Falling for nature trails


Dane Sheehan

A UW-Whitewater Nature Preserve sign welcomes visitors on the north side of campus along Schwager Drive.

Matt Ellis

With the fall season upon us, the temperature is dropping and the leaves are changing colors. Now is the perfect time to take a stroll, hike or bike through Wisconsin’s trails and experience the fall folliage. Here in Whitewater, there are many trails available for community members and visitors to explore.

“The best thing about the trails in the UW-Whitewater Nature Preserve is that they are so close. It is a great resource to the campus and community to have such a large property with several miles of trails right here in Whitewater.  I think they stand out because there are trails that traverse both prairie and woodland habitats, and provide a great varied landscape for people looking to connect with nature and get some exercise,” said sustainability coordinator Wesley Enterline.

The UW-W Nature Preserve has over 100 acres, featuring many trails for UW-W students and community members to explore.

“The most popular trail is the main paved path that leads from Schwager Road, at the Hoffman Kiosk and heads through the original part of the reconstructed prairie.  This is a fully accessible part of the trail, so individuals with mobility impairments can more easily enjoy the very best part of the prairie environment.  The other popular trail leads from Perkins Stadium to the overlook platform,” said Enterline.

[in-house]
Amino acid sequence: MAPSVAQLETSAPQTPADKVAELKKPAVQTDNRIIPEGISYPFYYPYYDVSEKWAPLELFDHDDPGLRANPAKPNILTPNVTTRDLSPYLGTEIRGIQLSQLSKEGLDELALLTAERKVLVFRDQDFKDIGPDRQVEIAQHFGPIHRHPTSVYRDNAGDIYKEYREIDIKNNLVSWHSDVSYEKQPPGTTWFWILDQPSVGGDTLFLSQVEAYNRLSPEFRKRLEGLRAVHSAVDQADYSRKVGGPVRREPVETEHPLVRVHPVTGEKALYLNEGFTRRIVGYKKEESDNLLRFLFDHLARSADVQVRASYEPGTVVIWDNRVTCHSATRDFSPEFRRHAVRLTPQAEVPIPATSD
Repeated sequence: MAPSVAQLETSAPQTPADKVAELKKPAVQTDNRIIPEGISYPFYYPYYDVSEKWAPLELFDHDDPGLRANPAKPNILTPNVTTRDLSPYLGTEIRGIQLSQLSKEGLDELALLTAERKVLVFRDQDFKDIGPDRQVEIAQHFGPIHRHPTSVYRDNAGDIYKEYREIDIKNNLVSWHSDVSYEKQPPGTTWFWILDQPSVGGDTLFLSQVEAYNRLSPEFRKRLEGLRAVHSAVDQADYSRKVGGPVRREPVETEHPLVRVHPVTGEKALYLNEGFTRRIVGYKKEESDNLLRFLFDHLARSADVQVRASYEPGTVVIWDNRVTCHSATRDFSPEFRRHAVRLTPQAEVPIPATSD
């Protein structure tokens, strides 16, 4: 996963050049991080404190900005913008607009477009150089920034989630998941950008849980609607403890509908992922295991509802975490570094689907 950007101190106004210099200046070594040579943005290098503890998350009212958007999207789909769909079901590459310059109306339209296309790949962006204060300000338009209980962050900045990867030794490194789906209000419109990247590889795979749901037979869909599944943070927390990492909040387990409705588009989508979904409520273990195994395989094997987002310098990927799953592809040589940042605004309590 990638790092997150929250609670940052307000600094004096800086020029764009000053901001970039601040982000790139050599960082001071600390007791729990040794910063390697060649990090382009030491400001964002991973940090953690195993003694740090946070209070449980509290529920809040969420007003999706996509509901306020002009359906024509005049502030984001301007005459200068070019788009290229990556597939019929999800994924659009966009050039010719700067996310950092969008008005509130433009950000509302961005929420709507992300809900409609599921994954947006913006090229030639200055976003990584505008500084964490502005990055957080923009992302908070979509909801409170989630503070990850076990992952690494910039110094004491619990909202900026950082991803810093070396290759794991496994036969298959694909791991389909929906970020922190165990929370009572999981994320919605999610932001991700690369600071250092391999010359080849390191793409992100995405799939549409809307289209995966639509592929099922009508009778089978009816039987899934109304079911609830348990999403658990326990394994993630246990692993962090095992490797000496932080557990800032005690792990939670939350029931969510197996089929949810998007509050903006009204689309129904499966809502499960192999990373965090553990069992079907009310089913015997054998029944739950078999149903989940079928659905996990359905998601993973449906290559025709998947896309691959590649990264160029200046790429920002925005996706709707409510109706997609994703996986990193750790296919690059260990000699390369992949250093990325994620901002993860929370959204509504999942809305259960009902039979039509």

The Ice Age Trail in Whitewater is also a popular one to explore within the community. With four different segments within the Whitewater area, the Ice Age Trail actually offers multiple trails, and opportunities for community members and visitors to experience nature.

“Whitewater is one of the 13 official Ice Age Trail communities as many of the trails around us are part of the Ice Age Trail, which is a thousand-mile footpath that runs through the state. UW-Whitewater is also the only official Ice Age Trail Campus in the state. Whitewater is known as the gateway to the Kettle Moraine State Forest so the landscape and scenery on our trails is quite beautiful,” said Kellie Carper, Execute Director of the Whitewater Area Chamber of Commerce and Tourism Council. 

With the current pandemic still in full swing, enjoying the weather and exploring these trails is a great way to hang out with friends while still following the COVID-19 conduct that is set in place to keep everyone safe.

“In our current pandemic situation the one thing we know is that it is safe being outside. Whitewater has some of the best trails in the region and encourages visitors to take advantage of the peaceful and beautiful scenery to help them reconnect with nature,” said Carper.

There are also multiple picnic areas and lakes within the Ice Age Trails that are free to use.

“You got the people, the scenery and you walked out into the wilderness. It’s very relaxing,” said Andy Whitney, Ice Age Trail volunteer and Coordinator of the Walworth/Jefferson County chapter. “It’s really good exercise. We hike with people that are over 80 years old. It’s not just the beauty and the exercise, but also the comradery. It’s been one of the best experiences of my life.”